John 2:13 ESV
“The Passover of the Jews was at hand, and Jesus went up to Jerusalem.”
Slaves in Egypt
What is “The Passover”? Well, it began with the Israelites being slaves in Egypt and God sending Moses to deliver his people out of slavery in Egypt. The Pharaoh of Egypt, though, would not let the people go, even after God had sent numerous plagues to convince him to let the people go.
So, the Lord sent one final plague. One night, as God had said he would do, He went out at midnight in the midst of Egypt, and every firstborn in the land of Egypt was struck dead. And after that, Pharaoh let the people go.
But before this was to happen, God commanded the children of Israel that on the 10th day of that month they were to take a lamb for each household, without blemish, and on the 14th day of the month they were to all kill their lambs at twilight (See: Exodus 11-12).
Then they were to take some of the blood and put in on the two doorposts and the lintel of the houses in which they ate the lambs. “It is the Lord’s Passover.” For, the Lord was going to pass through the land of Egypt that night, and he did, and he struck all the firstborn in the land of Egypt.
For the Israelites, the blood on their doorposts was to be a sign. When God saw the blood, he passed over them, and no plague befell them to destroy them when God struck the land of Egypt. And they were to remember that day every year as a memorial of what God did in passing over them.
For us who are believers in Jesus Christ, this symbolizes our Lamb who was sacrificed on that cross for the remission of our sins, once for all. The blood of Jesus, which was shed for us, bought us back for God so that we could be forgiven our sins and so we could now honor God with our lives.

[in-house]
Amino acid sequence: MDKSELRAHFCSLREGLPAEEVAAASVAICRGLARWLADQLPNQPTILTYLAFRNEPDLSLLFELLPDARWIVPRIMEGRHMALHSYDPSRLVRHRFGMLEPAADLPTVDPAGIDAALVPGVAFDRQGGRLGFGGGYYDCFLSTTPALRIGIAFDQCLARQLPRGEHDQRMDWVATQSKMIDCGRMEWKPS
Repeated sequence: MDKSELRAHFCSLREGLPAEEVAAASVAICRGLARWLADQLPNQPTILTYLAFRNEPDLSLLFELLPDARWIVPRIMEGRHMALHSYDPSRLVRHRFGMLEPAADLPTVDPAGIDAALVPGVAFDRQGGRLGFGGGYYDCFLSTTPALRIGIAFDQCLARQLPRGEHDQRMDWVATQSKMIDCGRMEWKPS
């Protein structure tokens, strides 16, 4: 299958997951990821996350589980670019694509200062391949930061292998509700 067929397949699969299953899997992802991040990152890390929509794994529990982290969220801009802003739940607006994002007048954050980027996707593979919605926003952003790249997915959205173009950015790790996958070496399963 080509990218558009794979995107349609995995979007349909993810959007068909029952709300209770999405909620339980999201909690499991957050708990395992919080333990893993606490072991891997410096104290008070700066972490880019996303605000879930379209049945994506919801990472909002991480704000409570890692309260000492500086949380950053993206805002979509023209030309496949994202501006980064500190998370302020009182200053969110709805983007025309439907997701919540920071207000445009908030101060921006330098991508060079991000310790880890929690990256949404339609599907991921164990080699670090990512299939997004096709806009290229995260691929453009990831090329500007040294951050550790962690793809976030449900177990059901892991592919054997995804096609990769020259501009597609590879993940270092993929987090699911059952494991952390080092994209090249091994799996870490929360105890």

But the slaves in Egypt weren’t just passed over. They were delivered from their slavery in Egypt. And when we believe in Jesus with genuine God-persuaded faith, we are delivered from our slavery, which is slavery to sin, so that we will now be slaves to God and of his righteousness (Rom 6:1-23).
And our Jerusalem, our holy city where the temple of God dwells is the Kingdom of God, and we are part of that kingdom. We are his body, his temple. The holy of holies is within us. The true church, the body of Christ, is the holy city where God now dwells. We are his holy nation.
So, for us, the celebration of our Passover is a celebration of Jesus’ blood which was shed for us on that cross so that we could be delivered from our slavery to sin, and so we could be slaves of God and of his righteousness, so that when the day of judgment comes, we will be passed over, too.
And the time of our Lord’s return is also at hand when he will judge everyone according to what they did (according to their works, their deeds). And if we have died (and are dying) with Christ in death to sin, and if we are living to Christ and to his righteousness, we will also be passed over.
Nonetheless, if we have not followed our Lord’s commands, and we have not died with him to sin, and if we are not living in obedience to his commands and to his righteousness, but if we have continued living in sinful addiction in direct disobedience to the Lord, we will not be passed over. We will die.
[Lu 9:23-26; Rom 6:1-23; Rom 8:1-17; 1 Jn 1:5-9; 1 Jn 2:3-6; Gal 5:16-21; Gal 6:7-8; Eph 5:3-6; Rom 2:6-8; 1 Co 6:9-10; 2 Co 5:10]
John 2:14-17 ESV